《Levels of Life》的笔记--
- 2018-04-22 08:41:55
Some think grief a kind of violent if justifiable self-pity; some that it is merely one’s own reflection in death’s eye; others say it’s the survivor they feel sorry for, because they’re the one going through it, whereas the lost loved one can no longer suffer.
Though I remember, sharply, last things. The last book she read. The last play (and film, and concert, and opera, and art exhibition) that we went to together. The last wine she drank, the last clothes she bought. The last weekend away. The last bed we slept in that wasn’t ours. The last this, the last that. The last piece of my writing that made her laugh. The last words she wrote herself; the last time she signed her name. The last piece of music I played her when she came home. Her last complete sentence. Her last spoken word.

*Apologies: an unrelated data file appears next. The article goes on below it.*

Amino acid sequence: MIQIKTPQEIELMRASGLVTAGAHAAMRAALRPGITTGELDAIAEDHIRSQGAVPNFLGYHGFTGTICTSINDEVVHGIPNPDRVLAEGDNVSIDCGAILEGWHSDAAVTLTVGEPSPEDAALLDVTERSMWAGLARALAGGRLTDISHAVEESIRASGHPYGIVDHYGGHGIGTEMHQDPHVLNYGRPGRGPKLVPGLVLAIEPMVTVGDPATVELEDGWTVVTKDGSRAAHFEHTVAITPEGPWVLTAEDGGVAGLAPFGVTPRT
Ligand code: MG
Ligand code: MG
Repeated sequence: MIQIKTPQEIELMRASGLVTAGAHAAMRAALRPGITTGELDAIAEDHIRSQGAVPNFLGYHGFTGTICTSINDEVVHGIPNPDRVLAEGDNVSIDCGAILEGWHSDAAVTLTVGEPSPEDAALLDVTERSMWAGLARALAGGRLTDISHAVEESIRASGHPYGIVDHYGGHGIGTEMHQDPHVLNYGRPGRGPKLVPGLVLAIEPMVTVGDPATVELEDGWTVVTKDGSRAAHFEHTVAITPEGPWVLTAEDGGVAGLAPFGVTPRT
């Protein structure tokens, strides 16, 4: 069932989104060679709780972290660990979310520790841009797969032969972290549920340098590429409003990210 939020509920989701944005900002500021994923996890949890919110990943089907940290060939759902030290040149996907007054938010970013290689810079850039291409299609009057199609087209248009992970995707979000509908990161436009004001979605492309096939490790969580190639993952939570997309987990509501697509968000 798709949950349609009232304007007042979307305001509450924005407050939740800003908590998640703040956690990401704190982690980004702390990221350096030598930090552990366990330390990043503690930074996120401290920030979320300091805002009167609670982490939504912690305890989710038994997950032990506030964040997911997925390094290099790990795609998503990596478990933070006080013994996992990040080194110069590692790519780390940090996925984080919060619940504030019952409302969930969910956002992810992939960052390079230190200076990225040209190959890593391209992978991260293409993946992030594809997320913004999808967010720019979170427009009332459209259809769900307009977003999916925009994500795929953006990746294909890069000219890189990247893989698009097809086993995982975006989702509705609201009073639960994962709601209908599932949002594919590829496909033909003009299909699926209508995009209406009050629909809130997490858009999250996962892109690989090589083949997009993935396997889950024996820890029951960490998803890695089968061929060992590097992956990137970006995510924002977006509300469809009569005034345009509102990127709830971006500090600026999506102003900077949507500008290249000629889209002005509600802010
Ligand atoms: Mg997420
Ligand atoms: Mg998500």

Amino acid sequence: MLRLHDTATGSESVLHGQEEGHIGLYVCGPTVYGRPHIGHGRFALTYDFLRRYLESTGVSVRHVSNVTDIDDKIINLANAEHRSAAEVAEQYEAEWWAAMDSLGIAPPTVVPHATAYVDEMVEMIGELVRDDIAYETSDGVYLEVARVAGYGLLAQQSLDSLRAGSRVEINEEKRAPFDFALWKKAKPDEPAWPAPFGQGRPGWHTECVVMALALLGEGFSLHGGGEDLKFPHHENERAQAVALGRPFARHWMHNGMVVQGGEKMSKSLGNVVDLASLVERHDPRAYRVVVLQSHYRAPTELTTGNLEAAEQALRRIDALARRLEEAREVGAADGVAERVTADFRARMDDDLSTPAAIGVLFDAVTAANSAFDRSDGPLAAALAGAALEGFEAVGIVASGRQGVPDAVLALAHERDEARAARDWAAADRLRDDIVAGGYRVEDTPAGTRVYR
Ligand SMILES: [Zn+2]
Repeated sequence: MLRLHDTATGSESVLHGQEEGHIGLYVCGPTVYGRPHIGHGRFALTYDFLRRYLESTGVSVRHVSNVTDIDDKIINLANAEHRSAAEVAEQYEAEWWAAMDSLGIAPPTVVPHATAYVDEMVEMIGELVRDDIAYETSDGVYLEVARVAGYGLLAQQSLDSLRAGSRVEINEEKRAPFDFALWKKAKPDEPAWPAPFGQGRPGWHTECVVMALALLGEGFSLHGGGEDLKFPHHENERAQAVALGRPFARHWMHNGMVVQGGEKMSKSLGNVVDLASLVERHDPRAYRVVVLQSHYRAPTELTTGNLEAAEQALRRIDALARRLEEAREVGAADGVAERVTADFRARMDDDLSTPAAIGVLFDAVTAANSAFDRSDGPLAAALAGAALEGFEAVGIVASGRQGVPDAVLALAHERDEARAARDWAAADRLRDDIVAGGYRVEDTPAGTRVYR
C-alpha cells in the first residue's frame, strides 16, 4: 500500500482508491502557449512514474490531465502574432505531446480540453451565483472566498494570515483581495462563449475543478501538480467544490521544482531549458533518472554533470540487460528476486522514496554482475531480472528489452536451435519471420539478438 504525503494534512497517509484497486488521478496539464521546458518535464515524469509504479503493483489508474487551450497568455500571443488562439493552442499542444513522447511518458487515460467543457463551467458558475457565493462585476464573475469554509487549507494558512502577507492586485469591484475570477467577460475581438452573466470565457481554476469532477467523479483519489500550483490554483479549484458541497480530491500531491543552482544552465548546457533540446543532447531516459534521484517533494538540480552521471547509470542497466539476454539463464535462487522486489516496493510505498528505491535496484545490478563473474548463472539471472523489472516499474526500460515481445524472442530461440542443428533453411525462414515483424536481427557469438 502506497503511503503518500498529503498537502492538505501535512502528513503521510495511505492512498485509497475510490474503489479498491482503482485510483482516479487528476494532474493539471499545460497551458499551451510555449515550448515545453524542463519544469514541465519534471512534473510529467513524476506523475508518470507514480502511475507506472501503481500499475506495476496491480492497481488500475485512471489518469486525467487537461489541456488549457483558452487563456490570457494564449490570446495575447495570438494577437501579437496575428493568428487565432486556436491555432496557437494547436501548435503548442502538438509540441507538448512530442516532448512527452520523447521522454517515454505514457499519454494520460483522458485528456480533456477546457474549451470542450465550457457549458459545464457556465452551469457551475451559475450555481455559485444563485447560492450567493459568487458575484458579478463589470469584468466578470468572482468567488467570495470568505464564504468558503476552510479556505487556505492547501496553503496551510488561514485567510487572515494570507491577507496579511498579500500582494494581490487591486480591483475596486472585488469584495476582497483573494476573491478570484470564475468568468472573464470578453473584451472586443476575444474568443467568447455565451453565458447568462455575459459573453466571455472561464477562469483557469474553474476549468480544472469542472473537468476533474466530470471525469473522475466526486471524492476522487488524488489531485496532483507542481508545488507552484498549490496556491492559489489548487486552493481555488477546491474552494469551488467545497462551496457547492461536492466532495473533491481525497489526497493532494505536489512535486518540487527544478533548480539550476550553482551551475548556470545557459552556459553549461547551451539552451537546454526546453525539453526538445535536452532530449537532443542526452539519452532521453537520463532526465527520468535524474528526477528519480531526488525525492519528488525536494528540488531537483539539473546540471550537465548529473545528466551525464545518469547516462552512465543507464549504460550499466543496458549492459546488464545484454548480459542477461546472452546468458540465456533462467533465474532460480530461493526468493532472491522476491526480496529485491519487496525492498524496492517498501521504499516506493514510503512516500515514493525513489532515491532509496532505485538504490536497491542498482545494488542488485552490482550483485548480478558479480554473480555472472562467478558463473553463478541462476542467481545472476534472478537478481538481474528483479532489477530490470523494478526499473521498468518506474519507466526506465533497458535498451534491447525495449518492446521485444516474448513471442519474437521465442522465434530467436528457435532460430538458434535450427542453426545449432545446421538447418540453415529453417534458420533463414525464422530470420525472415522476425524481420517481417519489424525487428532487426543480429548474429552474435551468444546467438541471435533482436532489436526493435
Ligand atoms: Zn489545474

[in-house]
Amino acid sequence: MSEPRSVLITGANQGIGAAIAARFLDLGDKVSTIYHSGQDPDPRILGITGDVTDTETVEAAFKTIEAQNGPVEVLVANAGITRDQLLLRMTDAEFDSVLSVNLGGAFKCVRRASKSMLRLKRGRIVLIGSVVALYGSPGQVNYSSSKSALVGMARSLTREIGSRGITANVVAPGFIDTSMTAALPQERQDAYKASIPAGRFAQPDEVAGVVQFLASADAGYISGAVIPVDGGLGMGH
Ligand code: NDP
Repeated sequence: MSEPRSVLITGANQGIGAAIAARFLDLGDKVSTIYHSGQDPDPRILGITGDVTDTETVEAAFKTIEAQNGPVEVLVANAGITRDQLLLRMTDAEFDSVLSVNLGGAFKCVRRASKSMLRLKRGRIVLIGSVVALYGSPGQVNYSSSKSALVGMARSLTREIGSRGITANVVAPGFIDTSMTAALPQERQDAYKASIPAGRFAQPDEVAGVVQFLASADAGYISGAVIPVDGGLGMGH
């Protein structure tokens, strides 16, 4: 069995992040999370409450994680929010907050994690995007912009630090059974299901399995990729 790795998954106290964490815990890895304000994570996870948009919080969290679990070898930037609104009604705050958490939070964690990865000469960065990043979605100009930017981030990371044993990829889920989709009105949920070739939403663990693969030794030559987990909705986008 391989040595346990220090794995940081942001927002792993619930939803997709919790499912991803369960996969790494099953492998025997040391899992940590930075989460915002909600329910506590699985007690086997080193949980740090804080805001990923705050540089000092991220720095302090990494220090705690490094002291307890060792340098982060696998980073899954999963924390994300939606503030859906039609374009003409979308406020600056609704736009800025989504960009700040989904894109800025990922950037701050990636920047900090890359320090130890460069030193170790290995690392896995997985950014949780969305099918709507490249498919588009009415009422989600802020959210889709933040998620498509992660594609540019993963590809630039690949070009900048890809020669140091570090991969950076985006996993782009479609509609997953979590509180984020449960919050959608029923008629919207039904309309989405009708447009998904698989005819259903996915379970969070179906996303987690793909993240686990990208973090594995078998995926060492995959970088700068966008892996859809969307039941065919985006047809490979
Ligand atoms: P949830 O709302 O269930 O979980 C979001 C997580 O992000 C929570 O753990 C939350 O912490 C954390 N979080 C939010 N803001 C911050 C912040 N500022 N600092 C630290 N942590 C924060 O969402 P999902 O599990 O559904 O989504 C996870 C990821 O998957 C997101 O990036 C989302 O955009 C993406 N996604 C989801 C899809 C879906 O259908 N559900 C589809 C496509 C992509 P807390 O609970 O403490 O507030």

There are two essential kinds of loneliness: that of not having found someone to love, and that of having been deprived of the one you did love. The first kind is worse. Nothing can compare to the loneliness of the soul in adolescence.
There is a German word, Sehnsucht, which has no English equivalent; it means ‘the longing for something’. It has Romantic and mystical connotations; C. S. Lewis defined it as the ‘inconsolable longing’ in the human heart for ‘we know not what’. It seems rather German to be able to specify the unspecifiable. The longing for something – or, in our case, for someone. Sehnsucht describes the first kind of loneliness.
‘The cure for loneliness is solitude,’ Marianne Moore advises. While Peter Grimes (if not in all respects a role model) sings: ‘I live alone. The habit grows.’ There is a balance to such words, a comforting harmony.
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